I’m oddly impressed by this, but I’m much more pleased by the fact that anywhere I’ve gone in the state the most prevalent one of these seems to be the “State of the Arts” plate.  For every one of them, the Texas Commission on the Arts receives $22 of the $30 annual special plate fee. And I think it’s a relatively safe bet that most of the people who have one on their car count as a friend of the arts.

Sofie Hernandez-Simeonidis

Feeling as though you are completely surrounded by a work of art is to appreciate, if only for a moment, its potential power over how we see the world.

One of the purposes of art is to transport you into another frame of reference, another place, into someone else’s experience and point of view.  The more immersive the art experience, the more you are transported.  I recently had experiences with visual art that were totally immersive and, because of that, totally transformative. 

Next year the Jets and the Sharks will again square off in a remake of one of the twentieth century's great works of art.

Politics on the island of Puerto Rico is unsettled lately. Last month after overwhelming protests, the governor resigned, dogged by accusations of corruption and general mismanagement of recovery efforts following hurricane Maria.  A few days later the Puerto Rican Supreme Court ruled that his successor had been installed unconstitutionally and decreed that a former Secretary of Justice should be governor.  And so now she is but not without detractors.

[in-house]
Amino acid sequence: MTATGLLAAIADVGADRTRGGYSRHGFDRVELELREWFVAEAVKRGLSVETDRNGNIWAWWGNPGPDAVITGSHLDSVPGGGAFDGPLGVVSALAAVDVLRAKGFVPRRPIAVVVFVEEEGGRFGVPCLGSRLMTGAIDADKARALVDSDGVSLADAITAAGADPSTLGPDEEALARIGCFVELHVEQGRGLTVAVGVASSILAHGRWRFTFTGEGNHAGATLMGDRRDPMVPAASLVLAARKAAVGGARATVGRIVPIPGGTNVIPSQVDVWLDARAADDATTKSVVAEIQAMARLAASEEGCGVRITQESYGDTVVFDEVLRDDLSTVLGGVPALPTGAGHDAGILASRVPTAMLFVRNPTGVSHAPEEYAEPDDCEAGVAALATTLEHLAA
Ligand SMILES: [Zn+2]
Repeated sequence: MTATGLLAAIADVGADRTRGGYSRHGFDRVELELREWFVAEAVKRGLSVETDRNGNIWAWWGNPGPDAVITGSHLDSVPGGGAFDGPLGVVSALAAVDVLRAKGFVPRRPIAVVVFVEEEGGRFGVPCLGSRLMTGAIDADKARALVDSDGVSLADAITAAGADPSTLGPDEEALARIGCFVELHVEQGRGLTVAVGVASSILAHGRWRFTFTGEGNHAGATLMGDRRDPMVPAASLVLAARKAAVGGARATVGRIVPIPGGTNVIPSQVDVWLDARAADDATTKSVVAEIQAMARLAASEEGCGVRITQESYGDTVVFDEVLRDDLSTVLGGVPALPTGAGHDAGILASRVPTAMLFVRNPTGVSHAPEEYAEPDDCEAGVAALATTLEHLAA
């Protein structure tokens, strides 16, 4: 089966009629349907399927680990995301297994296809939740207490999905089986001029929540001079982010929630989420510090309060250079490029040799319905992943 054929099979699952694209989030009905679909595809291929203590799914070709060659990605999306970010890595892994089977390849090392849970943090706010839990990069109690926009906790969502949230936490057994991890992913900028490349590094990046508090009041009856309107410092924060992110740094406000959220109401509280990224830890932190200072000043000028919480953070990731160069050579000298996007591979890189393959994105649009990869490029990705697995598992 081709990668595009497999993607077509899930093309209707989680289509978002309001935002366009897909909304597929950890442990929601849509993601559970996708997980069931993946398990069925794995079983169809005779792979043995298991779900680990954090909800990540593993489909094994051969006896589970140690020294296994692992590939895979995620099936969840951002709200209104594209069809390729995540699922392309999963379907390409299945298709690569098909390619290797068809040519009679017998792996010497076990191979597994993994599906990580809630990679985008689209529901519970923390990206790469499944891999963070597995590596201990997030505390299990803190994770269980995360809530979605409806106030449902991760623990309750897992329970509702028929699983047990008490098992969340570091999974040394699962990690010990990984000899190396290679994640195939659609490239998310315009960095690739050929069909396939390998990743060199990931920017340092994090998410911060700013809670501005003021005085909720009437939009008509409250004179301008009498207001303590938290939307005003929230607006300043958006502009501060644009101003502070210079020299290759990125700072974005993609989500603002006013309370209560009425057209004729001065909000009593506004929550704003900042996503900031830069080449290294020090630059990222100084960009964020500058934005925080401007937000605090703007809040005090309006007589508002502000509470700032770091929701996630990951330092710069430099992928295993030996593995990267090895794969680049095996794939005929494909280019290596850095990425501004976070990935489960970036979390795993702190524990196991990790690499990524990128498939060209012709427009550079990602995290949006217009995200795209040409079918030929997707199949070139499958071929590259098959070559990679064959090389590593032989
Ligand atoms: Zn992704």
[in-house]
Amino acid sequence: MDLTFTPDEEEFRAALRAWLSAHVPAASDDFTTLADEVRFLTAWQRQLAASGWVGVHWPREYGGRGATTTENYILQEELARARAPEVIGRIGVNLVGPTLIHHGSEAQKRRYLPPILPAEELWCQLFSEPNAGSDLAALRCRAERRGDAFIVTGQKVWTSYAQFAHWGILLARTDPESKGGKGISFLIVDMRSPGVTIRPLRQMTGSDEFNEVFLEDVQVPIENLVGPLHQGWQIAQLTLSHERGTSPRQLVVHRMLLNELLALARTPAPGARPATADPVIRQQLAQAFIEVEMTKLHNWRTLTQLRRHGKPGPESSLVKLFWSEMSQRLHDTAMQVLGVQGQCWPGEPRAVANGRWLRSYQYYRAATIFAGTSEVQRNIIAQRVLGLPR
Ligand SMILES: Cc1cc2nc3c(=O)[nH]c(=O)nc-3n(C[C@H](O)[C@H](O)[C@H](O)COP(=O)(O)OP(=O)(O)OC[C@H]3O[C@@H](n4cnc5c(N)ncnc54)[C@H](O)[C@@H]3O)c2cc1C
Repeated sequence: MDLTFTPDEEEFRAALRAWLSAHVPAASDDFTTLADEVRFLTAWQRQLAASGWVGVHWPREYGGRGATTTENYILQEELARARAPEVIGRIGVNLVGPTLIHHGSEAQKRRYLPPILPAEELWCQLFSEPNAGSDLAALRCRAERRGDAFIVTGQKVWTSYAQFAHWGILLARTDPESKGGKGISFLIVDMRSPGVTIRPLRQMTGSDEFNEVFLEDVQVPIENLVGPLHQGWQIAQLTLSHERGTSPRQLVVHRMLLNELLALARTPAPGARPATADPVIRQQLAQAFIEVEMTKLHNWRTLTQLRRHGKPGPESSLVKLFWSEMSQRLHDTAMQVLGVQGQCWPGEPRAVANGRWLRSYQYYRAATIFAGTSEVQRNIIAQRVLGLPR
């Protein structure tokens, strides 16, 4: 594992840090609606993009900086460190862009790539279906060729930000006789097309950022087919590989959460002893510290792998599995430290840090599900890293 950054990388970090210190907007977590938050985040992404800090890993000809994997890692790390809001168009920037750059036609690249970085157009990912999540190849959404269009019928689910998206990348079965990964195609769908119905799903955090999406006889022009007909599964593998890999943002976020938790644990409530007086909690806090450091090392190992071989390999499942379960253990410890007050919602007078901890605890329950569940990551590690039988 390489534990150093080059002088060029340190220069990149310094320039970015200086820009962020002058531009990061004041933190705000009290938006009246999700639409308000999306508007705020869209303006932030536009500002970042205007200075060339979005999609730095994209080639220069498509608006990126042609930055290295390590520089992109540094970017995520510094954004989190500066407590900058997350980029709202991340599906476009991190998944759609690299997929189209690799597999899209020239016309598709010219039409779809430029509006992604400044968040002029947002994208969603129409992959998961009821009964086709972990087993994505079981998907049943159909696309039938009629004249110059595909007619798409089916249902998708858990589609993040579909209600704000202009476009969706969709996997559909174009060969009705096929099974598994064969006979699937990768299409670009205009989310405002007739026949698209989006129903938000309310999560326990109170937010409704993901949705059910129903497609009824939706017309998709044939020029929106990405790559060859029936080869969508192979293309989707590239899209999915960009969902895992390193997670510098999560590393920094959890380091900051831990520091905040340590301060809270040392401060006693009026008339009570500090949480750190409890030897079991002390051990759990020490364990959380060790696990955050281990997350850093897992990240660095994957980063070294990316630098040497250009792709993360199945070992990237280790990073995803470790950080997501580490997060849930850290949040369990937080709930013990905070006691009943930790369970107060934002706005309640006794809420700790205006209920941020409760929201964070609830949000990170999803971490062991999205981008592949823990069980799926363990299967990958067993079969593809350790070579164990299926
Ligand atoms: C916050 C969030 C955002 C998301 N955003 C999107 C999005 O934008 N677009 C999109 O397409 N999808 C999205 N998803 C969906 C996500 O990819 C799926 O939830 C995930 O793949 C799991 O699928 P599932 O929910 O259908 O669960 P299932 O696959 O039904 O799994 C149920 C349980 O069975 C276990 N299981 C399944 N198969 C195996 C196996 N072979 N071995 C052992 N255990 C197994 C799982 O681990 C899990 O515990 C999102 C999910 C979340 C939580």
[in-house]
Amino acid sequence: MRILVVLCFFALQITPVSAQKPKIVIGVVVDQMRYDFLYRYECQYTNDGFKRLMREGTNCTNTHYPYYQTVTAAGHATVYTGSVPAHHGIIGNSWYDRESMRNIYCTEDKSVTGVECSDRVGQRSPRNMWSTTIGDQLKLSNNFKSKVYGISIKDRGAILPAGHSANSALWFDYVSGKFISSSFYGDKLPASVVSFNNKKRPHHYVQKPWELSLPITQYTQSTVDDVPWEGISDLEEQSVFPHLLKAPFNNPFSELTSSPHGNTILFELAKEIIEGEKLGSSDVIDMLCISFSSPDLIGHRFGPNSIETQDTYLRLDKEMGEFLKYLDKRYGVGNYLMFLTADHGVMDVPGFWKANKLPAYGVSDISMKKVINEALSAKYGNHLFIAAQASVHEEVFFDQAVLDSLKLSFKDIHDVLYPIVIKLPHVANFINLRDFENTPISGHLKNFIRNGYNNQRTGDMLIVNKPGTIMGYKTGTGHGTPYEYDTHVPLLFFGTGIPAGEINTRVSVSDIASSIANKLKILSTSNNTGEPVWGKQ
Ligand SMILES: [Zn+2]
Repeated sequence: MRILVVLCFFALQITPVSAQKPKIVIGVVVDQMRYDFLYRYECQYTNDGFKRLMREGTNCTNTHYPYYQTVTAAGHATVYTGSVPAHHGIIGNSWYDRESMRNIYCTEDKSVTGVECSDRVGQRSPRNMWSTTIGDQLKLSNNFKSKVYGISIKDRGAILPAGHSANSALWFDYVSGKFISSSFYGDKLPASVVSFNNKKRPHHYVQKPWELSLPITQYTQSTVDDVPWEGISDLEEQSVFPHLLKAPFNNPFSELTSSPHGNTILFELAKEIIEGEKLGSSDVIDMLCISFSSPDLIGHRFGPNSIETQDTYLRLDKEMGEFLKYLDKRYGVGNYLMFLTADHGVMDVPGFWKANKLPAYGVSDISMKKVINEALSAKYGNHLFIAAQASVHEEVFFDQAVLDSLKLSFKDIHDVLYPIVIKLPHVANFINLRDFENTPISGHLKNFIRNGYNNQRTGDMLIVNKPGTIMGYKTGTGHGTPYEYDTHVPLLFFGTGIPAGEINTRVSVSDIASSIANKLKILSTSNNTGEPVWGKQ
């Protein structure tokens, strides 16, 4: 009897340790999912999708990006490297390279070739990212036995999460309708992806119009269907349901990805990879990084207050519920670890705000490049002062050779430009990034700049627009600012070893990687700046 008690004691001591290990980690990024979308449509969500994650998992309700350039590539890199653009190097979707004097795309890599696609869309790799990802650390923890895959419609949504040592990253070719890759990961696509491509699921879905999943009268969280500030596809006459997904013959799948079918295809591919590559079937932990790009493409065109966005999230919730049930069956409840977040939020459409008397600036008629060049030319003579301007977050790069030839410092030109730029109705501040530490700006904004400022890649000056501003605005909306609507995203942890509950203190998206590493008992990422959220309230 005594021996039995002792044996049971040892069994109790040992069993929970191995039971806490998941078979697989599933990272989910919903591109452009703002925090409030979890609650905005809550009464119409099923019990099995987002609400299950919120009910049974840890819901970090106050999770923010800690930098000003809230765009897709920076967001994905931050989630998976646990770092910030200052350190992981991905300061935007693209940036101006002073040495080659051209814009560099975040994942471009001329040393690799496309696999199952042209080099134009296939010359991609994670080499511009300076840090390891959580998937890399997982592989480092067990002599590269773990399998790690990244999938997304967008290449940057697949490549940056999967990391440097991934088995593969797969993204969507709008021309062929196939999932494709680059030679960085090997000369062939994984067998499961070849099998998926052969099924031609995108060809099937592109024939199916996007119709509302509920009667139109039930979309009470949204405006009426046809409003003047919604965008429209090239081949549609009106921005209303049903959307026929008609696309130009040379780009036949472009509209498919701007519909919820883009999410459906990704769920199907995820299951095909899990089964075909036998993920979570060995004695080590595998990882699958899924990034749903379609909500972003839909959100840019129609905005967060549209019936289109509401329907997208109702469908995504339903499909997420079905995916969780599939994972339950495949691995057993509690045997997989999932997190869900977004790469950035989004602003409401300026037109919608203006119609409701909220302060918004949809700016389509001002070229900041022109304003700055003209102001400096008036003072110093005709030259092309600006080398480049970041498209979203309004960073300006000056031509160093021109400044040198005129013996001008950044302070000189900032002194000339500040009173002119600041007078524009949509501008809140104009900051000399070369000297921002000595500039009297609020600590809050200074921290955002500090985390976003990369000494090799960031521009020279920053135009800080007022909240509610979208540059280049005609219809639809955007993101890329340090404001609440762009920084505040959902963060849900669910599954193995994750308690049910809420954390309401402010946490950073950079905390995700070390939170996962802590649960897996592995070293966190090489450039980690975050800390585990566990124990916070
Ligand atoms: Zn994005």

David and Art - "Ambiguity"

Aug 12, 2019
Sofie Hernandez-Simeonidis

Most of us aren't very comfortable with a lot of ambiguity, but it's a key element in great art. 

When I walk into the classroom to teach history, I don't set out to tear down people like Thomas Jefferson or Abraham Lincoln. What I do, however, is tell a very human story full of complexity and ambiguity, which inevitably begins to - if not exactly contradict - at least complicate the more simple stories so many of us heard when we were younger. 

Sofie Hernandez-Simeonidis

Creative choreography and graceful movements are two key ingredients in turning human motion into art.

Earlier this summer I sat down in an auditorium here in town to watch my daughter dance in her last recital of the season. 

There are four dance companies in the studio where my daughter dances and each did several numbers over the course of the four-act show.